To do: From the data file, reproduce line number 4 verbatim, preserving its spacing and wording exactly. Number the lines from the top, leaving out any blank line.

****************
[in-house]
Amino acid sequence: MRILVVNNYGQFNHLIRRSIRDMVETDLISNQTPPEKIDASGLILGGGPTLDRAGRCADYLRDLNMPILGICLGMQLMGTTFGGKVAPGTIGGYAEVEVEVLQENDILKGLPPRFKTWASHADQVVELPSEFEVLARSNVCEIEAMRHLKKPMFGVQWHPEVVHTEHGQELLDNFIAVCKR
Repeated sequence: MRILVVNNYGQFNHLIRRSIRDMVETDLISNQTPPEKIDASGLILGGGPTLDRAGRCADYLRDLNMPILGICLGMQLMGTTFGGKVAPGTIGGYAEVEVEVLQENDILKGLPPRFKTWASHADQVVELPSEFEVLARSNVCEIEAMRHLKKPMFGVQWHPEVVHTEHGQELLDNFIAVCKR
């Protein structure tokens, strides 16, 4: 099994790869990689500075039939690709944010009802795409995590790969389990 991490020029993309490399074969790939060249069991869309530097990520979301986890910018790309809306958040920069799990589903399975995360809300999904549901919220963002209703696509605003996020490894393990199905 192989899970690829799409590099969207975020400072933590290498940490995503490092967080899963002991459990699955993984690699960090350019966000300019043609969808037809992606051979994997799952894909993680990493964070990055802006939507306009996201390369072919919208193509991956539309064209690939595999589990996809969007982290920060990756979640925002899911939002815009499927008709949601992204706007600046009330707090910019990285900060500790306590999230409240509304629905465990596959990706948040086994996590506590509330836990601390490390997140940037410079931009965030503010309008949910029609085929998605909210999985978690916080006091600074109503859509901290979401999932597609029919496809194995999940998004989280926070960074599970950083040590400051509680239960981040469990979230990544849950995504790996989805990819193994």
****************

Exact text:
């Protein structure tokens, strides 16, 4: 099994790869990689500075039939690709944010009802795409995590790969389990 991490020029993309490399074969790939060249069991869309530097990520979301986890910018790309809306958040920069799990589903399975995360809300999904549901919220963002209703696509605003996020490894393990199905 192989899970690829799409590099969207975020400072933590290498940490995503490092967080899963002991459990699955993984690699960090350019966000300019043609969808037809992606051979994997799952894909993680990493964070990055802006939507306009996201390369072919919208193509991956539309064209690939595999589990996809969007982290920060990756979640925002899911939002815009499927008709949601992204706007600046009330707090910019990285900060500790306590999230409240509304629905465990596959990706948040086994996590506590509330836990601390490390997140940037410079931009965030503010309008949910029609085929998605909210999985978690916080006091600074109503859509901290979401999932597609029919496809194995999940998004989280926070960074599970950083040590400051509680239960981040469990979230990544849950995504790996989805990819193994």